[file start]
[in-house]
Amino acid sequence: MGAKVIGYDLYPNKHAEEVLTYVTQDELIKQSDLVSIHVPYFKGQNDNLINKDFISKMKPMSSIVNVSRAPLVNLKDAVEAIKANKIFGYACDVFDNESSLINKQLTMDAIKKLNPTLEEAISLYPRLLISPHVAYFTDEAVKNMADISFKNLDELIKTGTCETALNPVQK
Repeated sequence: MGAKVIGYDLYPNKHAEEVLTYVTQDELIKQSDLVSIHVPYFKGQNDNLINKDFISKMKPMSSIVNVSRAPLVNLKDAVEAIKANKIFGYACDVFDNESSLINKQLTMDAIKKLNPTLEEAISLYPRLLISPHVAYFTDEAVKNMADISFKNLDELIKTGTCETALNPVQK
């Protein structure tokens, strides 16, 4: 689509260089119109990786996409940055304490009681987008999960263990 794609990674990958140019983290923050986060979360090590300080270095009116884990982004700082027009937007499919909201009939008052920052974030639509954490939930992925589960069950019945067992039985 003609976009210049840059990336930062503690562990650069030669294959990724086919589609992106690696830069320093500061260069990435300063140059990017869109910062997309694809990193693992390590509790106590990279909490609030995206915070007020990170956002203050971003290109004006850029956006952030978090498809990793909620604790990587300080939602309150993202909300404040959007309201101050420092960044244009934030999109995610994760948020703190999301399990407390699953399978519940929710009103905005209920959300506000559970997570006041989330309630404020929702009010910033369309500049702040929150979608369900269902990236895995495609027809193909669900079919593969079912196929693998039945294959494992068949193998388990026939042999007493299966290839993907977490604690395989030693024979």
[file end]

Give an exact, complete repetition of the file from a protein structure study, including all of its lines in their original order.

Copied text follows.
[in-house]
Amino acid sequence: MGAKVIGYDLYPNKHAEEVLTYVTQDELIKQSDLVSIHVPYFKGQNDNLINKDFISKMKPMSSIVNVSRAPLVNLKDAVEAIKANKIFGYACDVFDNESSLINKQLTMDAIKKLNPTLEEAISLYPRLLISPHVAYFTDEAVKNMADISFKNLDELIKTGTCETALNPVQK
Repeated sequence: MGAKVIGYDLYPNKHAEEVLTYVTQDELIKQSDLVSIHVPYFKGQNDNLINKDFISKMKPMSSIVNVSRAPLVNLKDAVEAIKANKIFGYACDVFDNESSLINKQLTMDAIKKLNPTLEEAISLYPRLLISPHVAYFTDEAVKNMADISFKNLDELIKTGTCETALNPVQK
């Protein structure tokens, strides 16, 4: 689509260089119109990786996409940055304490009681987008999960263990 794609990674990958140019983290923050986060979360090590300080270095009116884990982004700082027009937007499919909201009939008052920052974030639509954490939930992925589960069950019945067992039985 003609976009210049840059990336930062503690562990650069030669294959990724086919589609992106690696830069320093500061260069990435300063140059990017869109910062997309694809990193693992390590509790106590990279909490609030995206915070007020990170956002203050971003290109004006850029956006952030978090498809990793909620604790990587300080939602309150993202909300404040959007309201101050420092960044244009934030999109995610994760948020703190999301399990407390699953399978519940929710009103905005209920959300506000559970997570006041989330309630404020929702009010910033369309500049702040929150979608369900269902990236895995495609027809193909669900079919593969079912196929693998039945294959494992068949193998388990026939042999007493299966290839993907977490604690395989030693024979």